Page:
The value of the contract would vary greatly depending on which players were given in return for Westbrook and Griffin. But no matter the amount, it’d be for a hell of a lot more than his qualifying offer of $3.7 million. Double. Triple. Maybe even quadruple. Based on the cards Zeller has been dealt, it’s a no-brainer for him to wait . . . even if there’s only a miniscule chance of a blockbuster trade.

Contrary to popular belief, the Clippers aren’t rebuilding if they do trade Griffin. They’d simply be shuffling the deck to find a better mix, and adding assets (like a Nets pick) in the process. So there's a reason Zeller and the Clippers could do business. Despite signing two veteran power forwards, Los Angeles still needs a true backup center; Doc Rivers absolutely isn’t playing either of his two rookies. Zeller’s salary would also be non-guaranteed after the first year, making him a valuable trade asset entering the 2017 offseason.


The names and faces involved in this wild hypothetical scenario also have a history of making successful high-stakes business transactions. Trust is integral to any relationship, especially one with implications so significant.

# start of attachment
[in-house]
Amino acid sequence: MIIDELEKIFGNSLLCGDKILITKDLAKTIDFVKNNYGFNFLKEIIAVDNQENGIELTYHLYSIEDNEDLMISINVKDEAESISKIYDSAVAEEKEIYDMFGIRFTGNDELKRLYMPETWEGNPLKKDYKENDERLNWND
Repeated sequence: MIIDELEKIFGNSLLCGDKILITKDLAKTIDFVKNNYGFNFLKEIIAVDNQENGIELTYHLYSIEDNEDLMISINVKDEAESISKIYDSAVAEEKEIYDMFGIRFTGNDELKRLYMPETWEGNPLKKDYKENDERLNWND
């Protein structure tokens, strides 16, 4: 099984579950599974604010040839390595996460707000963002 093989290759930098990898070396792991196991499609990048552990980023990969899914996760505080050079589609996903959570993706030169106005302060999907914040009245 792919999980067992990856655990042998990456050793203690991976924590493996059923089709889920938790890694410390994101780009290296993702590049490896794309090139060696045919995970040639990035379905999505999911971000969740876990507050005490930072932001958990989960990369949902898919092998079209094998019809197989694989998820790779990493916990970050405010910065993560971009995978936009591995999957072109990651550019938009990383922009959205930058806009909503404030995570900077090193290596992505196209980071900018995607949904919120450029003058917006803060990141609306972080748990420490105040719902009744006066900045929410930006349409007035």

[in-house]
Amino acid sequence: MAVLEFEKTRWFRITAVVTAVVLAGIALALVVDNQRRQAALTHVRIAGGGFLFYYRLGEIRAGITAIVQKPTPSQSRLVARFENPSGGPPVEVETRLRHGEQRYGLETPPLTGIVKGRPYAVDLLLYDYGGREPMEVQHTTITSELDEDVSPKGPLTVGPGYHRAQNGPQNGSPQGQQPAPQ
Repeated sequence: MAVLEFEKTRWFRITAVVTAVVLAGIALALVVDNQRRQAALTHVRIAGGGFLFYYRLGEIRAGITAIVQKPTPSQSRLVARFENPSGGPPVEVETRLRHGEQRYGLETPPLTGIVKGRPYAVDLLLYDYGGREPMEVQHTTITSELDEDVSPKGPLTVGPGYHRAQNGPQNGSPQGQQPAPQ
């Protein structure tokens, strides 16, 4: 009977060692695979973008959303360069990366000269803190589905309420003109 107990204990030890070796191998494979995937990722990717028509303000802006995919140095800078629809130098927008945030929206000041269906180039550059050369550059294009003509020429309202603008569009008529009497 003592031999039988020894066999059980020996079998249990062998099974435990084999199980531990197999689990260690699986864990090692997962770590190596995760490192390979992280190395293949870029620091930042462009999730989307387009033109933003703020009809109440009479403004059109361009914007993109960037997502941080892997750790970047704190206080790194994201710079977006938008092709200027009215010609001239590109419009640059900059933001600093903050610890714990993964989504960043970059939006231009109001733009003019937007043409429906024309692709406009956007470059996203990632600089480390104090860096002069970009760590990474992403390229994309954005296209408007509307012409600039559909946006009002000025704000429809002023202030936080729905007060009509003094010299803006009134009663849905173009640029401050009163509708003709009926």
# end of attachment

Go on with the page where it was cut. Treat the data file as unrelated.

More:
Rivers and Danny Ainge worked together for years in Boston. And Ainge and OKC general manager Sam Presti have worked together numerous times, too. Presti’s first move as GM sent Ray Allen to Boston, and years later they made the shocking Jeff Green-for-Kendrick Perkins swap.

Two of the key players involved, Zeller and Griffin, happen to be represented by Excel Sports Management agents Sam Goldfeder and Jeff Schwartz. They also represent Boston’s master recruiter, Isaiah Thomas, who’s been in California this past week. Clippers forward Paul Pierce is also represented by Schwartz. Remember when Kevin Love showed up with Schwartz at a Red Sox game and they happened to bump into Rajon Rondo?

There is history, both in regards to actions and relationships, to suggest that all the ingredients are there for this so-called pipedream of a trade scenario to materialize. Enough of a chance, certainly, that Zeller and his agent are actually willing to bide their time in the hopes of landing a situation in which the payoff and opportunity would potentially be greater.

And in the more likely event that there's no trade, Zeller could still sign his $3.7 million qualifying offer with the Celtics. Or an offer sheet with another team. But he doesn't have to do it now, and he may benefit by waiting.

Want to know what’s actually outrageous? Thinking the Celtics are just waiting to sign their rookies because they haven't gotten around to it. Thinking that a young, cheap player like Zeller will go unsigned. Thinking that the Celtics aren’t actually angling to make a franchise-altering move.

There’s no guarantee it happens. The chances are it probably won’t, considering the complexity of the situation. If they re-sign Tyler Zeller and/or sign the rookies, that’s when you'll know it’s over.

But for now, the Celtics are taking the necessary actions to assure they can have a whale of an offseason if the opportunity presents itself.